The churchyard is secluded by walls of old buildings: a white marble polygonal slab, in remembrance of the assignment of the church to the «administration of the Order of the Canons and Apostles of Saint Charles Borromeo» is walled into the building on the left, when facing the façade. The undressed stone façade of this building is at number 69 of via Castellino da Castello; it is well visible on the left when you descend, five metres from the churchyard. It is a three floor building, preceded by a 10 cm high porphyry tile pavement, with seven small arched  windows (four on the first floor and three on the second), underlined by terracotta bricks. Into the façade, too, a small white marble square slab is walled. It is surrounded by antique terracotta brick ledges, with the engraving of a mitre over a pastoral crossed with a staff; under it, the letter C surrounded by letters S. C. (above) and M. P. (below). This was probably where the Canons’ monastery stood.

After approx. 10 metres from the church, on the opposite side of the road, at number 56, two stone sculptures have been walled in, probably dating back to the 11th century: a winged feline and a couple embracing each other. These sculptures, according to Federico Cereghini in the book Il Castello di Menaggio, came from the nearby church of St. James*, with the annexed Benedictine convent, now no longer visible.

Via Castellino da Castello now descends, circling around what is thought to have been the old fortress. After a further 10 metres, a road forks on the right (inside a private property), with a cobble and concrete base, at the beginning of which, on the right hand-side, there is a fountain with a concrete basin. Looking to the left, you will see yet another small white marble slab, similar to the previous one, walled into the façade of the building at number 51, a sign that it was once owned by the Canons. On your right you may admire the left wall of the church of St. Charles, with a side window and the characteristic Spanish style bell-gable. Keep on via Castellino da Castello; walk past an underpass with a wooden beamed ceiling and turn right after 10 metres, taking a fork road leading to a small car park (in porphyry tiles at first, then in concrete tiles). While keeping to your right (please be careful, as the left edge, overlooking the car park, is unprotected) continue for 15 metres. Beyond a gate there is a grass clearing formed when the Castle walls were filled in: on the east side, towards the lake, in the retaining wall, you can still spot the vestige of the upper part of a large arch opening, the protruding keystone of which is still visible. On the West wall, too, next to the gate, you can see another filled arch opening. Turn back and continue along via Castellino da Castello, where, after 25 metres at number 42, you will come to a beautiful undressed stone house, with a small yard embellished by flower holders, with geraniums and cacti, on the surrounding walls. After further 10 metres, passing number 40, you may see yet another filled arch opening on the wall. From here the lake is visible once again, and, as you walk along, the horizon widens, offering a spectacular view on the central part of Lake Como, including Bellagio Point. After another 100 metres, passed the crossing with via dei Fabbri, the tour around the former of Menaggio Castle ends at the crossroads below.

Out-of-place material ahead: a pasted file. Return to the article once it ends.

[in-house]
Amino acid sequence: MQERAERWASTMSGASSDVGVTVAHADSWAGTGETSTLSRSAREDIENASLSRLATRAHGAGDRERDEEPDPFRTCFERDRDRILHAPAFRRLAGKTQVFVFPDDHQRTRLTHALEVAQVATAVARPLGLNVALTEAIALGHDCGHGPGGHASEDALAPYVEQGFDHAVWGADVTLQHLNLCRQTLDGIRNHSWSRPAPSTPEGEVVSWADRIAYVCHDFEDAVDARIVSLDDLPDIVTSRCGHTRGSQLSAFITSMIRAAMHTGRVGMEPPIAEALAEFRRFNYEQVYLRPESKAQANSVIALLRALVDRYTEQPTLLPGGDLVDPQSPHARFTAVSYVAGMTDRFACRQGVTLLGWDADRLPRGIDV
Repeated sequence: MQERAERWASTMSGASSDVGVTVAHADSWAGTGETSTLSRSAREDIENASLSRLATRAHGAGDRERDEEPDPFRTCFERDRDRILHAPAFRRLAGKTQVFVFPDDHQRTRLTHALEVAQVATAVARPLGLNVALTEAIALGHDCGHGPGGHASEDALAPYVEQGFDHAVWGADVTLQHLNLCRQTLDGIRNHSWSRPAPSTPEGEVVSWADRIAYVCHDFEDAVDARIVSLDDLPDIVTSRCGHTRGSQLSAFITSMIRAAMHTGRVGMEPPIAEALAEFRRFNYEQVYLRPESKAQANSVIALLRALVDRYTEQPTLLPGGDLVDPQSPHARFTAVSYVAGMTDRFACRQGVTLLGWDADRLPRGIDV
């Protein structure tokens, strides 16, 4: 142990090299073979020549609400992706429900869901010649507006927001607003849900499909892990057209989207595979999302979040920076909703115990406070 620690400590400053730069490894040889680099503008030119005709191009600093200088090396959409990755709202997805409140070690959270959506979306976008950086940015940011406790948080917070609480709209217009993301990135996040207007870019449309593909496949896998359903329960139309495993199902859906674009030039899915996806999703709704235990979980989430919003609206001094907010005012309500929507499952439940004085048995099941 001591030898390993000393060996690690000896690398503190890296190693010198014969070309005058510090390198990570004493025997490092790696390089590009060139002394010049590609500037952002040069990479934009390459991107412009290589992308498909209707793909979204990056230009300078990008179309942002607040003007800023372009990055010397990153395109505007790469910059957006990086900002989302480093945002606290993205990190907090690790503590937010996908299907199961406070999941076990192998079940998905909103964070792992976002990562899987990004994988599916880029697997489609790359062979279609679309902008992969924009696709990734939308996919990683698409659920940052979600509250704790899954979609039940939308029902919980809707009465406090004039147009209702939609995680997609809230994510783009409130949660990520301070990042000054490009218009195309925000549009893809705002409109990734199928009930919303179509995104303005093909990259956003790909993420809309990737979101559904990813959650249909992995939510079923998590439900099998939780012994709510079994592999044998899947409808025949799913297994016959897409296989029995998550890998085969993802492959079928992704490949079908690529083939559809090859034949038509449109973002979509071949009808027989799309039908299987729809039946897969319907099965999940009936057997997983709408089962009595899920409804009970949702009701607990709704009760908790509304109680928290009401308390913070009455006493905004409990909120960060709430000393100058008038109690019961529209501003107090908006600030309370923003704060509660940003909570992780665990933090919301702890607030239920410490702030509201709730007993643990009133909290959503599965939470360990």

Point of departure Menaggio, provostal church of St. Stephen

Point of arrival Menaggio

Path type urban-excursion mixed route

Total length approx. 700 m

Travel time on foot 25 min

Difficulty Tourist-Excursionist

Rise 50 m

Maximum height 250 m asl

Paving cobbles, asphalt, stone slabs, stone setts

Public transport to the point of departure bus service nearby (see 


Public transport from the point of arrival: bus service nearby (see 


Parking at the point of departure: no

Points of interest

In this stage you can find the following points of interest:

  • Church of St. Stephen
  • Menaggio Castle*
  • Church of St. Charles
  • Church of St. James at the Castle*

* Structures completely or in part disappeared